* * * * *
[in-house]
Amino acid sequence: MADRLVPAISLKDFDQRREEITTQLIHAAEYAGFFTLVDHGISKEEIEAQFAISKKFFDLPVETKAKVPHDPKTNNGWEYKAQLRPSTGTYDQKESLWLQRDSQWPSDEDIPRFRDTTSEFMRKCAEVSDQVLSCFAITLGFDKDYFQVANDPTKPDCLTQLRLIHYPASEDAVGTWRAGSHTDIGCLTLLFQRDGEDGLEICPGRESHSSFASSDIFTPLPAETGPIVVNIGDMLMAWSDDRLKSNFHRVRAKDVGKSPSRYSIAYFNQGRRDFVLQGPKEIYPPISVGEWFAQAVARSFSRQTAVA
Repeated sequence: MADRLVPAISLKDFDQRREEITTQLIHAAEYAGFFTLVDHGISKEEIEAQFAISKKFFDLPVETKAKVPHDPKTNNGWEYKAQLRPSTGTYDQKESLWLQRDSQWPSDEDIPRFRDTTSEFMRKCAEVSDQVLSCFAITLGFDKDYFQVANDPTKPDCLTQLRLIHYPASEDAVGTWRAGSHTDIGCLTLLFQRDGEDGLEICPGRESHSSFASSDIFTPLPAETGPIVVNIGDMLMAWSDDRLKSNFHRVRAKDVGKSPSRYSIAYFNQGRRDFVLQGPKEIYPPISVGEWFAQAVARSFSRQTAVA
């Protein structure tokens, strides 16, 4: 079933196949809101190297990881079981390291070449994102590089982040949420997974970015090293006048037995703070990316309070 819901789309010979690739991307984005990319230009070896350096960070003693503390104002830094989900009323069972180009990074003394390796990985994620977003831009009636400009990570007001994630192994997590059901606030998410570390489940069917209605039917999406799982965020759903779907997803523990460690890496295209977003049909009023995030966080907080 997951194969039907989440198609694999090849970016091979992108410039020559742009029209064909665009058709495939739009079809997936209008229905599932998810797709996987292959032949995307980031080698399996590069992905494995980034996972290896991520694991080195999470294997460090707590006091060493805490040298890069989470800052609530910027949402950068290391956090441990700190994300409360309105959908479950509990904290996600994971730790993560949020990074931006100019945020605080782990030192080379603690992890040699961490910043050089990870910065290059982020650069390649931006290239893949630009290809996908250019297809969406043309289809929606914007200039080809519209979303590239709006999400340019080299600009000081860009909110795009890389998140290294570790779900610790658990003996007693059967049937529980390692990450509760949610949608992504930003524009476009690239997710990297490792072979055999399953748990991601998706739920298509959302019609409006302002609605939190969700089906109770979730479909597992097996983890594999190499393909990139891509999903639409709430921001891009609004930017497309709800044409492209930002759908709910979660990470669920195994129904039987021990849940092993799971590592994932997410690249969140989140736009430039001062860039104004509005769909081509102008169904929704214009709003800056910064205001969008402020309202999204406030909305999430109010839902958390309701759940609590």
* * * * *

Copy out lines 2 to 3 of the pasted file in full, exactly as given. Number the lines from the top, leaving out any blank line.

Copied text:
Amino acid sequence: MADRLVPAISLKDFDQRREEITTQLIHAAEYAGFFTLVDHGISKEEIEAQFAISKKFFDLPVETKAKVPHDPKTNNGWEYKAQLRPSTGTYDQKESLWLQRDSQWPSDEDIPRFRDTTSEFMRKCAEVSDQVLSCFAITLGFDKDYFQVANDPTKPDCLTQLRLIHYPASEDAVGTWRAGSHTDIGCLTLLFQRDGEDGLEICPGRESHSSFASSDIFTPLPAETGPIVVNIGDMLMAWSDDRLKSNFHRVRAKDVGKSPSRYSIAYFNQGRRDFVLQGPKEIYPPISVGEWFAQAVARSFSRQTAVA
Repeated sequence: MADRLVPAISLKDFDQRREEITTQLIHAAEYAGFFTLVDHGISKEEIEAQFAISKKFFDLPVETKAKVPHDPKTNNGWEYKAQLRPSTGTYDQKESLWLQRDSQWPSDEDIPRFRDTTSEFMRKCAEVSDQVLSCFAITLGFDKDYFQVANDPTKPDCLTQLRLIHYPASEDAVGTWRAGSHTDIGCLTLLFQRDGEDGLEICPGRESHSSFASSDIFTPLPAETGPIVVNIGDMLMAWSDDRLKSNFHRVRAKDVGKSPSRYSIAYFNQGRRDFVLQGPKEIYPPISVGEWFAQAVARSFSRQTAVA